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Author: Tim Aistrope

Conspiracy theory and American foreign policy examines the relationship between secrecy, power and interpretation around international political controversy, where foreign policy orthodoxy comes up hard against alternative interpretations. It does so in the context of American foreign policy during the War on Terror, a conflict that was quintessentially covert and conspiratorial. This book adds a new dimension to the debate by examining what I coin the ‘Arab-Muslim paranoia narrative’: the view that Arab-Muslim resentment towards America was motivated to some degree by a paranoid perception of American power in the Middle East. Immediately after 9/11, prominent commentators pointed to an Arab-Muslim culture of blame and a related tendency towards conspiracy theories about America’s regional influence as an important cultural driver of anti-Americanism. This narrative subsequently made its way into numerous US Government policy documents and initiatives advancing a War of Ideas strategy aimed at winning the ‘hearts and minds’ of Arab-Muslims. The book provides a novel reading of the processes through which legitimacy and illegitimacy is produced in foreign policy discourses. It will also appeal to a wider cross-disciplinary audience interested in the burgeoning issues of conspiracy, paranoia, and popular knowledge, including their relationship to and consequences for contemporary politics.

Abstract only
Tim Aistrope

WHILE CONSPIRACY theories have usually been understood as fringe beliefs, commentators and scholars increasingly note their prevalence in mainstream American culture – in the activist left and movement conservatism, in foreign policy rhetoric about looming threats, and in popular narratives from the spy thriller novel through to gamer culture. According to

in Conspiracy theory and American foreign policy
Tim Aistrope

talk shows and in the newspapers, conspiracy theories are everywhere – underscoring the challenge facing the United States as it seeks to convince Pakistan’s overwhelmingly anti-American population that it faces a shared enemy in the Taliban. 2 This excerpt fits comfortably

in Conspiracy theory and American foreign policy
Tim Aistrope

CHAPTER 2 CONCLUDED with the observation that ‘anti-conspiracy discourse’, the long-running public and intellectual concern about the problem of conspiracy theory, tends to deter and contain serious investigations of political controversy. 1 I proposed that disincentives against critical engagement with political power or ideological dissent

in Conspiracy theory and American foreign policy
Abstract only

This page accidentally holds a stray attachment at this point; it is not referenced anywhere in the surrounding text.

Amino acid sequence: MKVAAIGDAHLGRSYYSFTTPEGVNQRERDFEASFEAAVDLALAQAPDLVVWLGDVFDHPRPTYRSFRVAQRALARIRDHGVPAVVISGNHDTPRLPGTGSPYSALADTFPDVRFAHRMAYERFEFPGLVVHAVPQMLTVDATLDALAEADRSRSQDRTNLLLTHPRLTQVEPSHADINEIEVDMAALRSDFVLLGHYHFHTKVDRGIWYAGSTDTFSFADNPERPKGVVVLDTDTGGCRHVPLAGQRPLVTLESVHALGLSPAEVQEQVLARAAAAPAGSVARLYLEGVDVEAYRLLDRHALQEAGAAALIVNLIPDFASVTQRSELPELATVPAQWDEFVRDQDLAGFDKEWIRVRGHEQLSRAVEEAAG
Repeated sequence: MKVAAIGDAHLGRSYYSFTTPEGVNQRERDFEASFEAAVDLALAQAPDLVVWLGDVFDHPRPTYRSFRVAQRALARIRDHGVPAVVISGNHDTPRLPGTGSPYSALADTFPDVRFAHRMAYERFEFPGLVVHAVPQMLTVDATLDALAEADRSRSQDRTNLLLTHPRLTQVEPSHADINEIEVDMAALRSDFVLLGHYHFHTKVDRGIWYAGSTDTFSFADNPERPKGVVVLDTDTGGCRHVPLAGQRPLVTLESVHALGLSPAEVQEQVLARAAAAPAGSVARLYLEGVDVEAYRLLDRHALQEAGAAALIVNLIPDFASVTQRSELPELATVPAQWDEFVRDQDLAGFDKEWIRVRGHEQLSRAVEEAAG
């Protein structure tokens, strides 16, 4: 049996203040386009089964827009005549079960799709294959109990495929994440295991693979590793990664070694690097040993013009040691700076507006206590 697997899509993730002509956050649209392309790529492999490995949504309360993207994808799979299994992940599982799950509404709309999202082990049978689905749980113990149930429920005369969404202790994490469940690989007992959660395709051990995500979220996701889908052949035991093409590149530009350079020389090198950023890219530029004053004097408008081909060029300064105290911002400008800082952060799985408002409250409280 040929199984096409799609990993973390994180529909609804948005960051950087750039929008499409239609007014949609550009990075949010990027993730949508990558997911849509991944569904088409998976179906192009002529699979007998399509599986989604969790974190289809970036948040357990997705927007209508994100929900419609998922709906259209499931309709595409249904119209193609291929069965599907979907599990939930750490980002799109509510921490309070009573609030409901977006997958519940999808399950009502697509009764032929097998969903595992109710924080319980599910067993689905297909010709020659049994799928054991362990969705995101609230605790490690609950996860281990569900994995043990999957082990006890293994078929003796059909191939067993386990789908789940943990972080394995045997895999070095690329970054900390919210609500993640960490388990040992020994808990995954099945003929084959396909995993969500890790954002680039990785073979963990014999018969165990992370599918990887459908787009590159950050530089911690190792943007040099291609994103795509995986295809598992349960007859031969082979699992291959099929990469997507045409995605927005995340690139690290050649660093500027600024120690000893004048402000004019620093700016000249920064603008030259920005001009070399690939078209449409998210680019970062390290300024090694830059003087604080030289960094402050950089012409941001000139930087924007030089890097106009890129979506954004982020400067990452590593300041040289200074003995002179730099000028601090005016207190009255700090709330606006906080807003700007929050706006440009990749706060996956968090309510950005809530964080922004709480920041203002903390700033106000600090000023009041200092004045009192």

Tim Aistrope

Conspiracy theories exist in a world of myth, where imaginations run wild, fears trump facts, and evidence is ignored. As a superpower, the United States is often cast as a villain in these dramas. (United States State Department) 1

in Conspiracy theory and American foreign policy
Abstract only
Tim Aistrope

particular liberal view of populism, which I explored via an engagement with the Richard Hofstadter’s ‘paranoid style’ paradigm. In this paradigmatic account conspiracy theories are located on the periphery of pluralistic American democracy as the irrational pathology of angry extremists, and contrasted with a rational political centre where sensible politics occurs. I associated this

in Conspiracy theory and American foreign policy
Tim Aistrope

: Responding to a quickly debunking misinformation, conspiracy theories, and urban legends is crucial to success in the war of ideas. The State Department maintains a public ‘Identifying Misinformation’ website in English and Arabic, devoted to countering false stories that appear in extremist websites and other web sources. The site

in Conspiracy theory and American foreign policy
Abstract only
Tim Aistrope

propaganda and conspiracy theories that twist American policy into grotesque caricatures.     These views pose a serious challenge for our country. At their worst and most intense, they create a climate of bitterness and grievance, in which extremists find a sympathetic ear. And such views can hold entire societies captive to failed

in Conspiracy theory and American foreign policy
Vicky Randall

Ottoman Power opens with a lengthy elucidation of Freeman’s paranoid conspiracy theory: Disraeli, by virtue of his Jewish descent, was a foreigner, and was allied with the Islamic Ottoman Empire in an attempt to execute the downfall of European Christendom. While Freeman’s account of the Jew as an ‘alien’ or an ‘Asiatic in Europe’ runs parallel to his narrative regarding the barbarism of the Turk, his ‘two discourses for Semites’ do not merely resemble each other but are inextricably linked, in a way that complicates Said’s understanding of modern Orientalism. Far from

in History, empire, and Islam
"On the political passions in Europe and America and their implications for Transatlantic History"
Charles S. Maier

of psychopathological fringe, which found its recurring phenomenology in beliefs in conspiracy theories. The ideological passions that roiled Europe could only surface as pathologies in the United States. Earlier theories focused less on the specific resistance to political extremism than the conditions that were conducive to democracy. As Frederick Jackson Turner had argued (borrowing from Achille Loria, the Italian advocate of cooperatives), access to free land also made a difference. By making it possible for rural settlers to become

in The TransAtlantic reconsidered